The emergence of Co-living and its role in PRS

Rebecca Taylor, 27 October 2017

There is a fundamental demand and supply mismatch in the UK's housing market and therefore there is a desperate requirement for an increase in accommodation. Long Harbour's strategy is to deliver bespoke designed build to rent stock across the UK with a focus on well sized apartments supported by considered and relevant amenity space and an excellent customer service offering. We strive to deliver homes that are slightly larger or on par with the local offering creating long term appeal to our residents. As such, whilst there has been an increase in the discussion and delivery of co-living developments, we see this as a niche sub sector of the wider PRS / BTR market. The extension of the office to residential permitted development rights (PDR) and sites with extant student accommodation permission has certainly assisted in driving the increase in co-living developments across the capital.

As there is a need for all housing tenure types all across the country so there is a growing need for this type of accommodation among young people who, based on their time as a student, enjoy and are comfortable with communal living in good quality, well-located residences, which also provide a more affordable means of living and an opportunity to expand their social network. This young demographic are attracted to the quality of accommodation, convenience of city-centre living, and the sense of community where there are some who are prepared to compromise on space, in exchange for the lifestyle and cultural benefits, Co-living could appeal to those in transition from from student into the wider rented sector and build to rent stock.

In the UK, Co-living is such a nascent, niche sub sector that at the moment most institutional investors are struggling to recognise it as a standalone asset class and assess how it sits in the PRS sector alongside build to rent and student accommodation. Lack of comparable evidence and schemes that have been delivered within a student planning use, create inconsistencies between valuation and expected exit prices for developers. This may change as co-living matures and the quality of the product improves, but at the moment it’s not on the priority list for the typical institutional investor or our institutional PRS fund, as we remain to be convinced by the prospective long term revenue streams and capital values being attributed. As a long term fund, one could argue that our fund and similar investors will be best placed to take on the product, however lack of evidence on operational efficiencies, tenant retention, void periods, the ability to grow rents coupled with the tight entry yields in the sector, means any margin of error creates too much risk for investors.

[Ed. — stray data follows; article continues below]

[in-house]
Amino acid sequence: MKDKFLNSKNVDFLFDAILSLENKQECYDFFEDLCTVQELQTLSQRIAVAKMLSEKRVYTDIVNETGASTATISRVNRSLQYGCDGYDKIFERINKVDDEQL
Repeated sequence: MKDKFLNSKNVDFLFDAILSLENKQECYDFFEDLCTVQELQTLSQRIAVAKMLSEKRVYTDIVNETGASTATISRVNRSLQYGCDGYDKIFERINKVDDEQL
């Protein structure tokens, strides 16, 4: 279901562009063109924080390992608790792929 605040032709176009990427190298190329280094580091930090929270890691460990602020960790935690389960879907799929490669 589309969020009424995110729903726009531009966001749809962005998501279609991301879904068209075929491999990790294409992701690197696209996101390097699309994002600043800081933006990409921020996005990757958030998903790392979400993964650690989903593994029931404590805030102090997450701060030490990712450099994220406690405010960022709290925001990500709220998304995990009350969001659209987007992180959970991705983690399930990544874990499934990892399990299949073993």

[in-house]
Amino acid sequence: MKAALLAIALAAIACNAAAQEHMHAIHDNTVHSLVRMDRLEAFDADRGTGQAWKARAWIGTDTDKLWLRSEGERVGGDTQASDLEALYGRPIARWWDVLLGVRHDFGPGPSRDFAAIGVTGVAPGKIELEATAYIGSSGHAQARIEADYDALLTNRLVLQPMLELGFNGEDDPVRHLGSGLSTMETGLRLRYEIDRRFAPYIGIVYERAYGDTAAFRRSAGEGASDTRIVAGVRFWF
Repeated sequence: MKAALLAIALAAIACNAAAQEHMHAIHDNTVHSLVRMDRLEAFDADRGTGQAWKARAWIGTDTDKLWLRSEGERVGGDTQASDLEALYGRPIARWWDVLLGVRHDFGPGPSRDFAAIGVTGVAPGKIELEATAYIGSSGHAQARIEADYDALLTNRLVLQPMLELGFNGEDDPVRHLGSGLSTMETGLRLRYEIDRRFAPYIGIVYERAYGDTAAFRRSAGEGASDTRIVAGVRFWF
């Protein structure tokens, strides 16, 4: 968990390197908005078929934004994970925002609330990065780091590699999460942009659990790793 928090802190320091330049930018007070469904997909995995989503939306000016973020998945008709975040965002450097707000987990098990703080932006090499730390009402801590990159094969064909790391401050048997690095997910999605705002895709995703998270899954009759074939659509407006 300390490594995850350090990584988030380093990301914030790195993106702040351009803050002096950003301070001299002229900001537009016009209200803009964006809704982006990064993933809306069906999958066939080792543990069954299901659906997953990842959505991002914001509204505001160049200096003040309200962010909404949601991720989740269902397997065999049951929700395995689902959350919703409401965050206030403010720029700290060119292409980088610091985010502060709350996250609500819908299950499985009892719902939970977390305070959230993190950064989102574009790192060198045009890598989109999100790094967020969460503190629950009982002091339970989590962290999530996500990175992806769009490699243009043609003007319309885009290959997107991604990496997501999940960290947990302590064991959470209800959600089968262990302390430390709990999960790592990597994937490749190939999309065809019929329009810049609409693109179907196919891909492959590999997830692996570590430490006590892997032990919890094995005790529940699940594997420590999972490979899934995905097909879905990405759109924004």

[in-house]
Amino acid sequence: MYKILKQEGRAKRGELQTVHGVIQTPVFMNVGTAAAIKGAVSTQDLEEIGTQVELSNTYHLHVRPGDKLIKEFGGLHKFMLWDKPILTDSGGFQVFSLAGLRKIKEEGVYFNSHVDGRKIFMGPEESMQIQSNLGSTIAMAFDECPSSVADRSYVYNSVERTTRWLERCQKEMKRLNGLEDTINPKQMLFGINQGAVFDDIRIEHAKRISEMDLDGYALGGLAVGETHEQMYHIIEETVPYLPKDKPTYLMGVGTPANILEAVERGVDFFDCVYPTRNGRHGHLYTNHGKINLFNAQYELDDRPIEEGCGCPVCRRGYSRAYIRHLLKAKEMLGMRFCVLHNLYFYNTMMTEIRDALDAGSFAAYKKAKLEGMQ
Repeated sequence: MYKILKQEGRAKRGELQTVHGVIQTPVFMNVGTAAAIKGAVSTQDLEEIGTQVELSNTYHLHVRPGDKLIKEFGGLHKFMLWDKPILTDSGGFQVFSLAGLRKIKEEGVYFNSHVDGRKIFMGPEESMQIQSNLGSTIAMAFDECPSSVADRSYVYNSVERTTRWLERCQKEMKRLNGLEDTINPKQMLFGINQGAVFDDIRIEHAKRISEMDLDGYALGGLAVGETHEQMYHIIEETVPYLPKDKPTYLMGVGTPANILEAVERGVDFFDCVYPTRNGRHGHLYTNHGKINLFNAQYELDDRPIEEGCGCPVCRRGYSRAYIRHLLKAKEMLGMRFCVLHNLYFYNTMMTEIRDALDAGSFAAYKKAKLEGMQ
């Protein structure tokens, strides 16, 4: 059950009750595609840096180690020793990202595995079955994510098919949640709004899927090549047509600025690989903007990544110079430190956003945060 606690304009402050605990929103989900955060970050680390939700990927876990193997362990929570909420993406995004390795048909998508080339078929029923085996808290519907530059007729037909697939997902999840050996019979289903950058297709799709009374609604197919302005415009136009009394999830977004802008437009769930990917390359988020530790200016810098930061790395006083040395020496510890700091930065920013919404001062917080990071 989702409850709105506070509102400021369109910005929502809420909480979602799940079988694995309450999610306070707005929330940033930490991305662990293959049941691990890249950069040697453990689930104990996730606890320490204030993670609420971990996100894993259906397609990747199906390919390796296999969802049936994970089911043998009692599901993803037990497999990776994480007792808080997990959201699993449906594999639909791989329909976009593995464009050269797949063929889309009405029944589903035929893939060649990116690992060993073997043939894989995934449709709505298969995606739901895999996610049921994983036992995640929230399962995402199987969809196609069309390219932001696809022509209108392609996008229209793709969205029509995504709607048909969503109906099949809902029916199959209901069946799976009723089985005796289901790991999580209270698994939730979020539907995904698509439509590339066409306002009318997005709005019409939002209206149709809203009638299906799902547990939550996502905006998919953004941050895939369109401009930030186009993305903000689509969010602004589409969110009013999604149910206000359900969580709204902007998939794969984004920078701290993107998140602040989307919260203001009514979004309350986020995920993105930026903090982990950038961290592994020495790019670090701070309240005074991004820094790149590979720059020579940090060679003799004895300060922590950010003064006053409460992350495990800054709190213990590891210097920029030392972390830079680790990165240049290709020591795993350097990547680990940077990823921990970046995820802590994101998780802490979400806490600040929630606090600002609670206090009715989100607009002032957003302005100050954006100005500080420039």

While it undoubtedly has potential to grow, for the foreseeable future it is likely to remain a niche sub sector of build to rent and will be dependent on continued availability of PDR stock, availability of land and the planning regime. As with the UK the US has seen fast growth in this sector in recent years, and likewise this has been anchored around prime cities such as New York, San Francisco and Washington. In the UK, the majority of co-living schemes are anchored in and around London, which mirrors a similar split in the US with the proportion of such developments in New York. There is a huge need for new housing stock and tenure types across the country and as such it would be disingenuous to dismiss co-living as a passing trend, but equally it has a long way to go before the investor community starts to recognise it as a major new asset class. For now we will continue to focus on our strategy and watch the space closely.

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